The story follows the young woman Paama as she struggles to deal with the fact her ma
colleen the convivial curmudgeon
This book came to my attention when it was nominated in SFFBC as a Book of the Month. It didn't win, but I was interested enough in it that I decided to go ahead and read it anyway.

In the end, I just felt like it was "ok". I liked the idea of the story, and it had potential - but I didn't really click with the writing style. It was written as if someone was orally telling the story, and it had several diversions and whatnot.

I think my biggest issue, really, was that there was no subtext. Every l
Zen Cho
Jan 10, 2011 rated it really liked it
Shelves: by-poc, sff
This review has been hidden because it contains spoilers. To view it, click here.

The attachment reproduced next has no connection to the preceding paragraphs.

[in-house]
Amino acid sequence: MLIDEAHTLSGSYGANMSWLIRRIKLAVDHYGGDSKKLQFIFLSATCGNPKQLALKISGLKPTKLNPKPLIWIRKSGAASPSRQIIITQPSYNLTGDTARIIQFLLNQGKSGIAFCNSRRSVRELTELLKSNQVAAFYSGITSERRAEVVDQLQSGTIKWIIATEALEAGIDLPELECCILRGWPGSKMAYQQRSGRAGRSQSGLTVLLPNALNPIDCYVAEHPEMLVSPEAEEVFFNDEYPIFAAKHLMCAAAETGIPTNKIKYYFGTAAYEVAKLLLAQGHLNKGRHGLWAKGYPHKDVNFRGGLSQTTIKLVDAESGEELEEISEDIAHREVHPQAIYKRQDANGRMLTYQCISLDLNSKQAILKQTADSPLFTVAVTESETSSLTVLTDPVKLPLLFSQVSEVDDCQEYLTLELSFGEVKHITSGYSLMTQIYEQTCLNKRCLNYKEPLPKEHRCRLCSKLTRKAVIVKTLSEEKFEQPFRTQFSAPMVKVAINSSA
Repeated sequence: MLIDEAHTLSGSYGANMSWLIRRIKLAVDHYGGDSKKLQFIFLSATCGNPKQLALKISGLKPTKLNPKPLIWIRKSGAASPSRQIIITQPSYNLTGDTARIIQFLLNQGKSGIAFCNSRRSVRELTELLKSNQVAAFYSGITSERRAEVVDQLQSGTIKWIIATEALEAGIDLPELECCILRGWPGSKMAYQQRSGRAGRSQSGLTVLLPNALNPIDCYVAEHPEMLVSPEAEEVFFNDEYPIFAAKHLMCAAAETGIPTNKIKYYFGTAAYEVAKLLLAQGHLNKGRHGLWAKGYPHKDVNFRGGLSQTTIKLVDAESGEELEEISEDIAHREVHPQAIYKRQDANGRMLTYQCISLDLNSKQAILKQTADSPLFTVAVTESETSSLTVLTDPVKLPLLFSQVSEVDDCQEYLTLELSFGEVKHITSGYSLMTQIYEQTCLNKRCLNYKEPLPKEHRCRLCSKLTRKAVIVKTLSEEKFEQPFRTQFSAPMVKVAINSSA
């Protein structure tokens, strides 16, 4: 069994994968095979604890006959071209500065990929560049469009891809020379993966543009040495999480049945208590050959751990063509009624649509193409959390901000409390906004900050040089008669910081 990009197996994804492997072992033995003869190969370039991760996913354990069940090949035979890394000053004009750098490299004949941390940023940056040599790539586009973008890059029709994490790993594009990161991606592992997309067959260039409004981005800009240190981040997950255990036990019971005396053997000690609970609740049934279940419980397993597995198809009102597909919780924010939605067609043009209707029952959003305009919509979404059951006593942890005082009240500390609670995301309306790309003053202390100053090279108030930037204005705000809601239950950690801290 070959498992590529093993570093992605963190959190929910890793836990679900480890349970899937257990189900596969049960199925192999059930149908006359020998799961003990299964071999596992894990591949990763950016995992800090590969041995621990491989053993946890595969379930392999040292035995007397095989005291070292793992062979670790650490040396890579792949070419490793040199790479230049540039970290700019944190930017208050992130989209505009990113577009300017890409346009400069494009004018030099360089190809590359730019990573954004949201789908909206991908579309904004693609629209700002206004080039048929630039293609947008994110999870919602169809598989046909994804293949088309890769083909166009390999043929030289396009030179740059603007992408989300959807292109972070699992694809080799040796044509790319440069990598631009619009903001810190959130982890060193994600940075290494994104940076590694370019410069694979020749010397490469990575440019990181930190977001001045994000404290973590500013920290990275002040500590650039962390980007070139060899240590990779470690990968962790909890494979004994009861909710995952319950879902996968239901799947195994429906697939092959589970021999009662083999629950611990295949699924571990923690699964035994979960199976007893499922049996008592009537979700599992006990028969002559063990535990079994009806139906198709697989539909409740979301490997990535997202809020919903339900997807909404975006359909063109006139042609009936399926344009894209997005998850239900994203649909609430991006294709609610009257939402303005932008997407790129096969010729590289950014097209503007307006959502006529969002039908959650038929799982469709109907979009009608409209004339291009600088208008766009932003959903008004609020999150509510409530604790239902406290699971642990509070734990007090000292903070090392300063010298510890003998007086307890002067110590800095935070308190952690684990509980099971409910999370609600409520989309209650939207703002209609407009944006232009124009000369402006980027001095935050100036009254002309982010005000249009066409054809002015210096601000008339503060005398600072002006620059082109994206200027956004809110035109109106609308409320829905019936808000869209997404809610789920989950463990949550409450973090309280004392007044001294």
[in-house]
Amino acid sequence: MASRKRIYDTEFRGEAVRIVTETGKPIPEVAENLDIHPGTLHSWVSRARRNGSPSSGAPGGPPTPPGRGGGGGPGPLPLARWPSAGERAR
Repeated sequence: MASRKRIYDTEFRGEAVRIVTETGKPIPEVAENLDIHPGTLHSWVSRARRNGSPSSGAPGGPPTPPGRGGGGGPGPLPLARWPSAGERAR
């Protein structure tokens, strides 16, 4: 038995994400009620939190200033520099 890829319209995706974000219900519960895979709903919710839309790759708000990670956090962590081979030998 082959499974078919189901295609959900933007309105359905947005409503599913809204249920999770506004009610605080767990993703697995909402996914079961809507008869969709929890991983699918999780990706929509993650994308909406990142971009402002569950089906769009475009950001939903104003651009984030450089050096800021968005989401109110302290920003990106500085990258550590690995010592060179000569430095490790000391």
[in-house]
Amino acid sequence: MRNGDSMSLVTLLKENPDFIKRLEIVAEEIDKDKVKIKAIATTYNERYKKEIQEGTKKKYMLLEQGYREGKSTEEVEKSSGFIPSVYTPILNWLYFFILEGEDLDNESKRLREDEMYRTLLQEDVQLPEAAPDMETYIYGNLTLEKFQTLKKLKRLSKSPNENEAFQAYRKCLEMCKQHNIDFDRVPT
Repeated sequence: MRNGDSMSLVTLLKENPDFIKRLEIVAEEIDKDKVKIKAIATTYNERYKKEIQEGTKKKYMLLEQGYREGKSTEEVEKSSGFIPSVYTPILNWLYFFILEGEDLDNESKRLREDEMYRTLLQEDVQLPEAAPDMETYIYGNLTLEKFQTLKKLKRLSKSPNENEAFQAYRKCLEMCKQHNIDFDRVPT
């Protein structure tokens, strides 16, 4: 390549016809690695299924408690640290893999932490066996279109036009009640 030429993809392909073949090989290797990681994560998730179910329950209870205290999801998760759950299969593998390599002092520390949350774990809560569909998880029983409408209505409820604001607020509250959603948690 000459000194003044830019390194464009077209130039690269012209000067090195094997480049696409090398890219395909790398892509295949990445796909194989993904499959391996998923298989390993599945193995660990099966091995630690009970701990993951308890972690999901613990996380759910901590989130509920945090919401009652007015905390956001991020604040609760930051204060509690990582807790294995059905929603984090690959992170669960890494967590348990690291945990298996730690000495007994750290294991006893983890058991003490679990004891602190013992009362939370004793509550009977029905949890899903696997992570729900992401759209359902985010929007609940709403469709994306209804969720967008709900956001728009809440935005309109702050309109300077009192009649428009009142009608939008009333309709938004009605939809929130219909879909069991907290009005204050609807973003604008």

else fine
This book gives you exactly the same feeling of enchantment you get from listening to a really great storyteller, which is a very hard thing to capture in print. It's got all the right pauses and asides, the right amounts of humor and suspense and romance and intrigue, and an uplifting but uncheesy moral. Absolutely magical. ...more
Jan 12, 2011 marked it as to-read
I heard this described as "It's a retold fairy-tale from Senegal and the language is gorgeous - poetic but in an elegant and clear way, not a tangle of adjectives and weird metaphors. A bit Ursula Le Guin like. Also quite witty and meta. The plot is a bit of a mess, but I didn't much care." Sounds good to me! ...more
Paama is a marvelous cook who's married to glutton. When some djomba notice how deftly she deals with her husband, they give her the chaos stick, and from there magic happens.

Redemption in Indigo is based on Sengalese folklore, and I appreciated the glimpse into a world and folklore I'm unfamiliar with. It's told a bit simply for my tastes, but has that oral folklore feel. 3.5/5
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Into the Forest: Redemption in Indigo - No spoilers 19 18 Mar 26, 2018 06:24AM  
Into the Forest: Redemption in Indigo - Spoilers 1 11 Jan 13, 2018 06:50AM  
Literary Fiction ...: Discussion: Redemption In Indigo 44 96 Jun 30, 2012 08:56PM